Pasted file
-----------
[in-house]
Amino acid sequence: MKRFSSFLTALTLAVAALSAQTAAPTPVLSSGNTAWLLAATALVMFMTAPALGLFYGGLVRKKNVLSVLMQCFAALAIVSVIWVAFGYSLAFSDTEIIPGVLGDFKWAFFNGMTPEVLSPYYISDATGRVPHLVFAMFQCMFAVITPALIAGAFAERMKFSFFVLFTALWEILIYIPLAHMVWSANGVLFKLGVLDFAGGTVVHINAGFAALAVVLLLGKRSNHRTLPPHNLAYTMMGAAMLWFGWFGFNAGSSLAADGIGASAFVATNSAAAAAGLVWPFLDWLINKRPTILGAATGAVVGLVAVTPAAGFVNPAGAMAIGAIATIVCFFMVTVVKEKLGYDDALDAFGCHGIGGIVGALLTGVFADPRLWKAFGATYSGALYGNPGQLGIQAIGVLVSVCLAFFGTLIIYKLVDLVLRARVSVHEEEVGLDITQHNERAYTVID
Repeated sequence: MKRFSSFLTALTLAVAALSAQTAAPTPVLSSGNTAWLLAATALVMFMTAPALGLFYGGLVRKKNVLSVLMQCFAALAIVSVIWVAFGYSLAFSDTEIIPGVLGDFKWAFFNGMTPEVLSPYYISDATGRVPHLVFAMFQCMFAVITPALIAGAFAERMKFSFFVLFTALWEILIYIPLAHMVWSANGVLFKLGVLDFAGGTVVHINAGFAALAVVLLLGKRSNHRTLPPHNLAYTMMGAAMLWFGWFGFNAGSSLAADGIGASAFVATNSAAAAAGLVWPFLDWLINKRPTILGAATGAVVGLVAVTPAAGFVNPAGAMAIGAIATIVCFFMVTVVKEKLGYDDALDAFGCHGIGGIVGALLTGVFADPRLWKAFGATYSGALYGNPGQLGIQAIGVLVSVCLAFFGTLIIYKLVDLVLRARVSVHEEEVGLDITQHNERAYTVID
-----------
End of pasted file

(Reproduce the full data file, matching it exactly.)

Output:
[in-house]
Amino acid sequence: MKRFSSFLTALTLAVAALSAQTAAPTPVLSSGNTAWLLAATALVMFMTAPALGLFYGGLVRKKNVLSVLMQCFAALAIVSVIWVAFGYSLAFSDTEIIPGVLGDFKWAFFNGMTPEVLSPYYISDATGRVPHLVFAMFQCMFAVITPALIAGAFAERMKFSFFVLFTALWEILIYIPLAHMVWSANGVLFKLGVLDFAGGTVVHINAGFAALAVVLLLGKRSNHRTLPPHNLAYTMMGAAMLWFGWFGFNAGSSLAADGIGASAFVATNSAAAAAGLVWPFLDWLINKRPTILGAATGAVVGLVAVTPAAGFVNPAGAMAIGAIATIVCFFMVTVVKEKLGYDDALDAFGCHGIGGIVGALLTGVFADPRLWKAFGATYSGALYGNPGQLGIQAIGVLVSVCLAFFGTLIIYKLVDLVLRARVSVHEEEVGLDITQHNERAYTVID
Repeated sequence: MKRFSSFLTALTLAVAALSAQTAAPTPVLSSGNTAWLLAATALVMFMTAPALGLFYGGLVRKKNVLSVLMQCFAALAIVSVIWVAFGYSLAFSDTEIIPGVLGDFKWAFFNGMTPEVLSPYYISDATGRVPHLVFAMFQCMFAVITPALIAGAFAERMKFSFFVLFTALWEILIYIPLAHMVWSANGVLFKLGVLDFAGGTVVHINAGFAALAVVLLLGKRSNHRTLPPHNLAYTMMGAAMLWFGWFGFNAGSSLAADGIGASAFVATNSAAAAAGLVWPFLDWLINKRPTILGAATGAVVGLVAVTPAAGFVNPAGAMAIGAIATIVCFFMVTVVKEKLGYDDALDAFGCHGIGGIVGALLTGVFADPRLWKAFGATYSGALYGNPGQLGIQAIGVLVSVCLAFFGTLIIYKLVDLVLRARVSVHEEEVGLDITQHNERAYTVID